«The results of the present study show that a short period of dynamic stroking touch, delivered at a force and velocity to optimally activate CTs, produces a reduction in the heart-rate of preterm infants that was sustained into a 5-min post-touch period. In contrast, static touch, which would not activate CTs as strongly, produced no significant change in the heart-rate of preterm infants matched for weight and gestational age. Dynamic touch was also associated with an increase in levels of oxygen saturation, which was not seen in those infants receiving static touch. » (Dynamic touch reduces physiological arousal in preterm infants : a role for C-Tactile afferents ? Cerritelli et al. p. 4)
I'll let you read it again, and think about it.
C -Tactile afferent fibres
When we talk about C fibres, we immediately think of nociception, or C-nociceptive fibres. It is interesting to read this passage from A.D. Craig's book (How do you feel, An Interoceptive Moment with your Neurobiological Self), p. 173 :
« Affective touch is conveyed by small-diameter, unmyelinated C-Tactile ("slow brush") sensory fibres with peripheral endings in the epidermis and central terminals in the superficial dorsal horn. Microneurographic recordings in human participants indicate that they conduct spikes very slowly (∼ 1 m/s), and they fire at very low rates (which saves energy). They innervate hairy skin all over the body; they are not found in glabrous skin (e.g., the palms), where high acuity mechanoreception is needed. They are reported to be at least as numerous as C-nociceptors or myelinated mechanoreceptors. The C-Tactile sensory fibres are activated only by light brushing within a limited range of slow velocities that are not fast enough to activate large-diameter cutaneous mechanoreceptors. More recent evidence indicates that C-Tactile sensory fibres in mice are genetically characterized by a particular receptor molecule that differentiates them from both C-nociceptors and hair follicle C-mechanoreceptors; that article reporter also that they are activated by "massage-like stroking of hairy skin", are anxiolytic, and generate a positive affective behavioral motivation in mice. »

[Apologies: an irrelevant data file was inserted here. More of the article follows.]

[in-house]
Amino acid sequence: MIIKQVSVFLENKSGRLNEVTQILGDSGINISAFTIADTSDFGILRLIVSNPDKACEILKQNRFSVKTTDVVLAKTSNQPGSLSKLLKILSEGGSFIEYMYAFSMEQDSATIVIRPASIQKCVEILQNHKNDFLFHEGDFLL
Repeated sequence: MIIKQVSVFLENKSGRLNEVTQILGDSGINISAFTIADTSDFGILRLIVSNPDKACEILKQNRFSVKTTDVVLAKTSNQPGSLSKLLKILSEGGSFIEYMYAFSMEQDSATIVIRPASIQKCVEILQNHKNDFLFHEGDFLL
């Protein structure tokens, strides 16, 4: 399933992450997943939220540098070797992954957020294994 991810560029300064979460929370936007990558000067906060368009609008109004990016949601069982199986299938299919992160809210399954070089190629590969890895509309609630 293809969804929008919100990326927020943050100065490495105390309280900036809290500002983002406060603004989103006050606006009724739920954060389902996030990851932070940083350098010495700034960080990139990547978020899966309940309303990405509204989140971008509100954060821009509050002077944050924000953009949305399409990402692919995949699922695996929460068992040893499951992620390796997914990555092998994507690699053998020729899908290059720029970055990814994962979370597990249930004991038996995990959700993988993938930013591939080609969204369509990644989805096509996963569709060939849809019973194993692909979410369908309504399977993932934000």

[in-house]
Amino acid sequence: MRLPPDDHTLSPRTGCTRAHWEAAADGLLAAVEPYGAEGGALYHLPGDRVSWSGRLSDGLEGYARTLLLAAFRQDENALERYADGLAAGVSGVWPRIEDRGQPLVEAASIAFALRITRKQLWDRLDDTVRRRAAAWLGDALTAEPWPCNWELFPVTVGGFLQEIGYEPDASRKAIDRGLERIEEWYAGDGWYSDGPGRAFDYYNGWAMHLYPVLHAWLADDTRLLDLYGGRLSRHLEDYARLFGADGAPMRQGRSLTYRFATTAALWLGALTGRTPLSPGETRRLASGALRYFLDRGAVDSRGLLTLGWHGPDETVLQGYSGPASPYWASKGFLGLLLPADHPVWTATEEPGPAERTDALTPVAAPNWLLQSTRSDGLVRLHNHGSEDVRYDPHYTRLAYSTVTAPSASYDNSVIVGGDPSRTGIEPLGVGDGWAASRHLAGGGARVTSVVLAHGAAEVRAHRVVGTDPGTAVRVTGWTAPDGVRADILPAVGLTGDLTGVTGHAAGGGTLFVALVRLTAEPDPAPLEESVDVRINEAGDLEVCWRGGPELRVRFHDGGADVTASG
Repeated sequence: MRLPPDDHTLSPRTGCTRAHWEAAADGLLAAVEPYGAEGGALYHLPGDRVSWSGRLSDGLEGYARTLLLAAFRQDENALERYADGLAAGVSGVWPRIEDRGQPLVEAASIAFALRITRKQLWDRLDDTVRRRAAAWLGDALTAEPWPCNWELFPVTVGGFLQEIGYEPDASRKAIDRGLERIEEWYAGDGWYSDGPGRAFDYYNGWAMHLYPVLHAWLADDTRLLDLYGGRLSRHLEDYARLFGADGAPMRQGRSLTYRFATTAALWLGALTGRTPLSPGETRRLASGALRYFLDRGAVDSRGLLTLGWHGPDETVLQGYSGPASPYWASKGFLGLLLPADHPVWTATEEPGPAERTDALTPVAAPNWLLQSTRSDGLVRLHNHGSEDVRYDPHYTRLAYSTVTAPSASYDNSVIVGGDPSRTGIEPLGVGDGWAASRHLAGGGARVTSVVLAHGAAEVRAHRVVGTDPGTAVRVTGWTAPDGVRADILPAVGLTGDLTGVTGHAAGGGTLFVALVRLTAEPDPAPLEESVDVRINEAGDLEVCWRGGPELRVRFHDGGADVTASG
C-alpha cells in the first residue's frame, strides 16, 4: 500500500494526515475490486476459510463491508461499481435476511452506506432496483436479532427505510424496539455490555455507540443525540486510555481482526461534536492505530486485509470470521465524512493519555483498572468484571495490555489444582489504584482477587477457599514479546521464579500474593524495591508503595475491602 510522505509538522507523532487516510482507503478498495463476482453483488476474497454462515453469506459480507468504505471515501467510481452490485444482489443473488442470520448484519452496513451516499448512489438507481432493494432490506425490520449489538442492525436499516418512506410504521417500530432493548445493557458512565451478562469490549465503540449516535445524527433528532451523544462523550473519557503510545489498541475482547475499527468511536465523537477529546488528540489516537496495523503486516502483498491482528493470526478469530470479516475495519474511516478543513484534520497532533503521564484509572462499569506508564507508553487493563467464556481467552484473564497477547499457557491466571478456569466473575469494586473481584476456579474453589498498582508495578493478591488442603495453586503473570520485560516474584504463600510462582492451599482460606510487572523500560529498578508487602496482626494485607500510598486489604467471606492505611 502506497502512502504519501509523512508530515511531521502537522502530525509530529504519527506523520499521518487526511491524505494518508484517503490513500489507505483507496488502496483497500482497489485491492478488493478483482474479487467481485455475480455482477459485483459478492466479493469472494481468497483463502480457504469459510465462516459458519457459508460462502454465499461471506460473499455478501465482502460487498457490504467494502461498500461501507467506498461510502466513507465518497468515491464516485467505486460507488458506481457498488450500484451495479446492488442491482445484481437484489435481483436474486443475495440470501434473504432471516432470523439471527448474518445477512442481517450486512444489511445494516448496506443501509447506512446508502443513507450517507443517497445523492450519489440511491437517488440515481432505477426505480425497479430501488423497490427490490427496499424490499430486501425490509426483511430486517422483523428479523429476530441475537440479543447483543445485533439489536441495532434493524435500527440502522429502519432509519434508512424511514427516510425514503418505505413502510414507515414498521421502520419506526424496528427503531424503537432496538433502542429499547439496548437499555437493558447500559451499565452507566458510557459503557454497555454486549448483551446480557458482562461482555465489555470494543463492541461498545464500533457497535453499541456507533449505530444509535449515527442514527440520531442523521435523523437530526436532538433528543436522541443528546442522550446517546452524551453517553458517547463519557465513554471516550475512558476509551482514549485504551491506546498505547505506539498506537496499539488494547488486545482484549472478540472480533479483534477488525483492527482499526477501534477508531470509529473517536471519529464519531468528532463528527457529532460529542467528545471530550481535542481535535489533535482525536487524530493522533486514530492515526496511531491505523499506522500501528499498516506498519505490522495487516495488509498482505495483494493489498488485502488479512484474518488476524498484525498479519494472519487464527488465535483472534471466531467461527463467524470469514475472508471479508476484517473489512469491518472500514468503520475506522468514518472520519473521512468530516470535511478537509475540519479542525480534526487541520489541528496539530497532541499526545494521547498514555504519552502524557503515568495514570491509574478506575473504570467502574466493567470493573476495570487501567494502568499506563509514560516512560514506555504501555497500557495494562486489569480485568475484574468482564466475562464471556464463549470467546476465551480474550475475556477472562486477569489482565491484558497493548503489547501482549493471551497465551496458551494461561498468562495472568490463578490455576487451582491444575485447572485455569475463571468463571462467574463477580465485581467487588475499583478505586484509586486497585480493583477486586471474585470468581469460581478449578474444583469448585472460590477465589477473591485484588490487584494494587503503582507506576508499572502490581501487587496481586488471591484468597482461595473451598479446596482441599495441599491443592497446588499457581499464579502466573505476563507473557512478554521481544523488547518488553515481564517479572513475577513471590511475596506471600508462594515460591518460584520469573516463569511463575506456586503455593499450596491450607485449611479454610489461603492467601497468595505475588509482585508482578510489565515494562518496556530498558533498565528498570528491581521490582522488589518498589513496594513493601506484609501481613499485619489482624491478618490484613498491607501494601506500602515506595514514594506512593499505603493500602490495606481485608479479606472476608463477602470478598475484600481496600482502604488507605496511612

Thus, we have as many C-Tactile fibres sensitive to pleasant touch as we have C-nociceptive fibres sensitive to "danger" and as many, if not more, receptors sensitive to pleasant touch as we have mechanoreceptors in the skin. They have to be important to be so many.
But like the myelinated receptors that are sensitive to discriminative touch, for example in the hand, these C-Tactile fibres are not evenly distributed over the body. Some parts of our body have more than others.
For the most clever amongst us, you will have understood that these are the receptors that are sensitive to the « soft line drawings » as I proposed to apply them during my presentation at the Niromathé annual meeting in December 2015.
If you are interested in C-Tactile afferent fibres, I suggest you get Håkan Olausson's excellent book "Affective Touch and the Neurophysiology of CT Afferents" which is no more than a compilation of 24 published scientific studies, which have requested contributions from 45 researchers from many countries. All this research has the same theme: the C-Tactile afferent fibres. Attention: you must be able to decipher the scientific language.
The oxytocin hypothesis